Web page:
Habu. You’ve probably heard about these little buggers in passing while looking up stuff about Okinawa. Since the weather is warming up and everyone else seems to be talking about habu I figured that this was a good chance for me to put in my 2 cents (or yen?) on the matter.
The term Habu refers to a particular type of snake (trimeresurus flavovirdis) which is found in the Ryukyu islands or as they are referred to today, Okinawa Prefecture. These snakes are nothing to take lightly because not only are they venomous but they are also very versatile. The snakes themselves are relatively large growing from 4 to 5 feet although they have been seen larger. (An almost 8 foot long specimen was recorded in 2011.) Coloration of the snake includes light olive or brown overlaid with dark green and brown splotches. Sometimes you can find yellow spots in the splotches as well.
The habitat of the habu usually lies between forests and cultivated fields which pretty much sums up most of Okinawa. They are often found on rock walls, in parks, in tombs and caves. It is also not uncommon to find habu in areas which you might otherwise consider city. Habu can also be found resting in trees and can swim. Is nowhere safe? Naturally this makes it important to be aware of habu at all times, especially in the hotter months of the year and at night.
Needless to say habu are not friendly. They are very irritable and man are they quick. If you’ve ever seen one of these things strike it’s prey it’s quicker then a blink of an eye. And if you’re the lucky target of the habu you can expect some nasty side effects. The venom of the habu is highly toxic however the fatality rate is remarkably low (1%) if medical treatment is sought right away. You’re not out of the woods that easy though. up to 8% of people who are bit my a habu suffer permanent disability. This can be anything from losing limbs or even huge chunks of flesh and muscle.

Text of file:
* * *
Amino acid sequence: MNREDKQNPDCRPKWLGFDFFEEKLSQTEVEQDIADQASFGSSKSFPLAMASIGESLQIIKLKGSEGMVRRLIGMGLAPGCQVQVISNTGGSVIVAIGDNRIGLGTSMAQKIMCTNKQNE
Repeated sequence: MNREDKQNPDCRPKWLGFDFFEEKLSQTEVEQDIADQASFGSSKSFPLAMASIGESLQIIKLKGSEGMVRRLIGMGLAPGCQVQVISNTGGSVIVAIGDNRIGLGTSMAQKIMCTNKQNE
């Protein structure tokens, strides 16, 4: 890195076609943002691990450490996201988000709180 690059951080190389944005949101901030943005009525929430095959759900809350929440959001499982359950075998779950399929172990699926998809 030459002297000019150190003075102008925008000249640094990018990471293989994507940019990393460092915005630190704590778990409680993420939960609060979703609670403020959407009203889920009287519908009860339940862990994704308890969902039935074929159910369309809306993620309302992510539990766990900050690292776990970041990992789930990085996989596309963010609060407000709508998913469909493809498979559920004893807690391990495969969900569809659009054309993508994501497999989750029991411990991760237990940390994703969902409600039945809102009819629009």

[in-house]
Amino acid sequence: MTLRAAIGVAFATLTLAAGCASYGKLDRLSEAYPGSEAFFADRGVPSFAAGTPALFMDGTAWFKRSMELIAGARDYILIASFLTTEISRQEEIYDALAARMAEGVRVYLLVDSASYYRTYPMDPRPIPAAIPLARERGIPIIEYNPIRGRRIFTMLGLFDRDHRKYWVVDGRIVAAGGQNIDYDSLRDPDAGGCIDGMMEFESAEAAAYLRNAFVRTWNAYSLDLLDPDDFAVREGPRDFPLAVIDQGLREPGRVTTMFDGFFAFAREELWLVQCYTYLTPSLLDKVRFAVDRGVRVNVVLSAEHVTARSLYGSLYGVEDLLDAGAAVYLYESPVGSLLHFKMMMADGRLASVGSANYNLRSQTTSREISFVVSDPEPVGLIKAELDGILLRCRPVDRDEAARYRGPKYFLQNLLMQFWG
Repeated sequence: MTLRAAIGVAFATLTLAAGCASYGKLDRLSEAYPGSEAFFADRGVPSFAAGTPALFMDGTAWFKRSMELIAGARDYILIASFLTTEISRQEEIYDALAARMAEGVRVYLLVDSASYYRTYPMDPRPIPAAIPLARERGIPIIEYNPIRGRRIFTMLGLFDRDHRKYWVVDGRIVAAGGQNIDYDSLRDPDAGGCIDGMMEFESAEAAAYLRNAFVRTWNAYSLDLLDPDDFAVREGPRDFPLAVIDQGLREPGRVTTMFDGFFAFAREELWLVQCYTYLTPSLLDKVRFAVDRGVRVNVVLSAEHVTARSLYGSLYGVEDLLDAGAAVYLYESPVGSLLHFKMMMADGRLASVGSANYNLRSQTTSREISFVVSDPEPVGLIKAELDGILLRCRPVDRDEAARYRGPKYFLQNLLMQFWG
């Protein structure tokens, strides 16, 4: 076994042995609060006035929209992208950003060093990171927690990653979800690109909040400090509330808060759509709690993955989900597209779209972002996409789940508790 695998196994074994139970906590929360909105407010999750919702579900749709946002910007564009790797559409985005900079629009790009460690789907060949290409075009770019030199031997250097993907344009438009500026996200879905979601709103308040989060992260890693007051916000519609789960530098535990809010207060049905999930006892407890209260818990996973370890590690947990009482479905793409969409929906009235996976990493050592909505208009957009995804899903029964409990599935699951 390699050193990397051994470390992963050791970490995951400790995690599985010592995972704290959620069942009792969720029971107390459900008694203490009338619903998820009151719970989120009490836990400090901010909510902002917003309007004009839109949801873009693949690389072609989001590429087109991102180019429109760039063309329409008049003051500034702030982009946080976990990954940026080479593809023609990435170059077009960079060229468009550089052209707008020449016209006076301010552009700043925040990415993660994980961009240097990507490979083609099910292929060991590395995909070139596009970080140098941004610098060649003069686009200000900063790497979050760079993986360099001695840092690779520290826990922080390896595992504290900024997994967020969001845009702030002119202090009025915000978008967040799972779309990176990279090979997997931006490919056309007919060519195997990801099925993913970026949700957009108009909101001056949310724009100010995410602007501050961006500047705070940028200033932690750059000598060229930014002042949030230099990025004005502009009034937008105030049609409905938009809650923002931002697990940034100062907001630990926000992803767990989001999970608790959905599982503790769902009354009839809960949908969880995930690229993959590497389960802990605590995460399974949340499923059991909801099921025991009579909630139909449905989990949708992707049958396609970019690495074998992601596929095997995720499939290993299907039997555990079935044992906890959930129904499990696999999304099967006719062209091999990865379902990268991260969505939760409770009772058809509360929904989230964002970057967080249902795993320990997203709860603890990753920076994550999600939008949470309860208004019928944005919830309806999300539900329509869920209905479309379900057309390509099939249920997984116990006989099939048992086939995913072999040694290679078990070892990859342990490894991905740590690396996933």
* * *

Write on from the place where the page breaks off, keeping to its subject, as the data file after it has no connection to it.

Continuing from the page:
So what should you do if you happen to be unlucky enough to get bit by a habu? Unsurprisingly enough there are two very different ways to deal with this scenario; The Military Way or The Okinawa Way. Because both of them pretty much contradict each I figure why not just talk about both so here goes:
The Okinawa Way –
1. STAY CALM AND IDENTIFY THE SNAKE – Although it may be difficult staying calm (i.e. keeping your heart rate down) will slow the flow of blood and therefore the spread of any potential venom throughout the body. Identifying the snake is also very important to ensure that you receive the proper treatment. If you do not get a good look at the snake you can tell the type of snake by the bite marks. Habu have 2 sets of fangs which, on a clean secure bite, will leave 4 total puncture wounds. Typically within 5 minutes the bitten area will swell and become very painful.
2. CALL FOR HELP – Do not run! If you must walk do so very slowly to keep the heart rate down.
3. SUCK THE BLOOD AND POSION OUT OF THE WOUND – Carefully cut the area of the wound and suck out the venom and infected blood. If you have a scratch in your mouse the venom may cause slight inflammation. Although the venom is toxic even if swallowed it is broken down my the stomach and will cause no harm.
4. IF THE HOSPITAL IS FAR AWAY BIND THE AFFECTED AREA – This will reduce blood flow to other parts of the body and prevent the venom from reaching the heart. Bind the area loosely enough to insert one finger. Loosen the binding once every 15 minutes. Do not bind too tightly in order to prevent adverse effects from lack of circulation.
The Military Way –
1. REMAIN CALM – Excitation can increase the heart rate causing venom to move through the body quicker then normal. Also, reduce movement of the bitten limb as much as possible.
2. APPLY A TOWEL OR CLOTH FIRMLY AROUND THE BITE SITE -This is supposed to slow the bleeding and slow the spread of the venom throughout the bitten area. The military recommends that you do not apply a tourniquet, with an exclamation point!!!!!! This cause pool the venom in one area causing increased damage to the surrounding tissues.